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Hedge funds' ag shorting rush may be past its peak

The worst of a turn bearish by hedge funds on agricultural commodities may be over after spreading into all major contracts although, for a second week, being focused on corn and sugar derivatives.

Managed money, a proxy for speculators, in the week to last Tuesday unusually - cut its net long exposure to futures and options all 13 major grain, livestock, oilseed and soft commodity contracts monitored by Agrimoney.com.

The extent of the turn bearish was, in its extent, even worse than in the previous week, when cotton and soymeal saw improved net long positions meaning long holdings, which benefit when prices rise, outnumber short bets, which profit when values fall.

According to Rabobank, among the farm commodities it follows, "net long positions by managed money declined 160,116 contracts to 194,612 contracts - the lowest level since March 2009.

"This was the second consecutive week of managed money net long positions declining by over 100,000 contracts, and only the second time on records which began September 2006."

In the latest week, notable changes included the biggest bearish swing, of nearly 12,000 contracts, in positioning on Chicago lean hog futures for more than two years, while arabica coffee speculators ran up their largest net short position, of more than 28,000 lots, on records going back to 2006.

Sour on sugar

However, it was Chicago corn and New York raw sugar derivatives which, for a second week, attracted the biggest swings, amid forecasts of easier supplies expected to heap pressure on prices.

Speculators' net longs in grains and oilseeds, Feb 19, (change on week)

Chicago soybeans: 126,518 (-7,215)

Chicago corn: 65,303, (-61,060)

Chicago soymeal: 40,979, (-6,341)

Kansas wheat: 4,181, (-5,171)

Chicago soyoil: -13,306, (-1,264)

Chicago wheat: -49,223, (-16,808)

Sources: Agrimoney.com, CFTC

In sugar, managed money raised its net short position by more than 31,000 contracts to 57,073 lots, also the highest on record - and by a distance the largest number of short holdings, of nearly 200,000 contracts.

Rains in central Brazil have boosted hopes for the forthcoming crushing season, at a time when many investors believe producers still have ample levels of the last crop to sell.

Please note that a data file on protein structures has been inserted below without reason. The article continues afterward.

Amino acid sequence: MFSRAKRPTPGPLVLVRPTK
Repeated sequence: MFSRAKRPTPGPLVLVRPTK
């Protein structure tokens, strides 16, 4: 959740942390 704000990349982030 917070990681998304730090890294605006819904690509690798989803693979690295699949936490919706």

The International Sugar Organization on Thursday raised its estimate for the world sugar production surplus in 2012-13 to 8.5m tonnes, citing the strong finish to Brazil's last crushing season, and warning that "the bearish pressure on world market prices is unlikely to fade".

'Should be priced in'

In corn, speculators slashed their net long holding by more than 60,000 lots, the biggest drop in three years, taking it to an eight-month low of 65,303 contracts.

Speculators' net longs in New York softs, Feb 19, (change on week)

Cotton: 59,603, (-1,125)

Cocoa: 14,622, (-2,233)

Coffee: -28,454, (-4,740)

Raw sugar: -57,073, (-31,772)

Sources: Agrimoney.com, CFTC

The positioning came amid waning concerns for Argentine drought, and ahead of last week's US Department of Agriculture Outlook conference which forecast a record domestic corn harvest this year, of well over 14bn bushels, and foresaw carryout stocks trebling back above 2m bushels over 2013-14.

However, Commerzbank raised doubts over hedge funds wish to position further for price losses, saying that, with the first USDA 2013-14 forecasts now published, "most of the news of increasing supply should be priced in", if cautioning that "prices are likely to remain under pressure in the short term".

Chicago corn for May closed up 0.2% at $6.85 a bushel.  

'Market is getting wary'

On sugar, Sucden Financial said it saw "potential for the upside [on futures prices] in the short term based on the large speculative short position", which raised questions over how much hedge fund selling pressure was left unspent.

Speculators' net longs in Chicago livestock, Feb 19, (change on week)

Lean hogs: 22,173, (-11,813)

Live cattle: 9,750, (-8,202)

Feeder cattle: -146, (-2,345)

Sources: Agrimoney.com, CFTC

Covering short positions means making a purchase, and potentially, if enough such holdings are closed, forcing prices sharply higher.

The extent of the net short position meant "the market is getting wary", Sucden's Nick Penney said.

"Some of these shorts may have been covered late last week but we still think it is a large short position."

Macquarie also cautioned over the potential for short covering to lift prices. But May raw sugar futures nonetheless lost early gains to end  0.3% lower at 18.09 cents a pound in New York.

Wheat vs soybeans

Among other crops, Brian Henry, at Benson Quinn Commodities, cautioned over the potential for turbulence caused by an unwinding of short positions in wheat, many of which speculators have hedged against long bets in soybeans.

Managed money's net short in Chicago wheat futures and options rose by nearly 17,000 contracts to a nine-month high of 49,223, and only some 3,000 from a record high.

"I don't expect the combined fund net short and the short wheat positions that are spread against length in the row crops to be unwound in an orderly fashion," Mr Henry said.

"But there's no telling when it happens."

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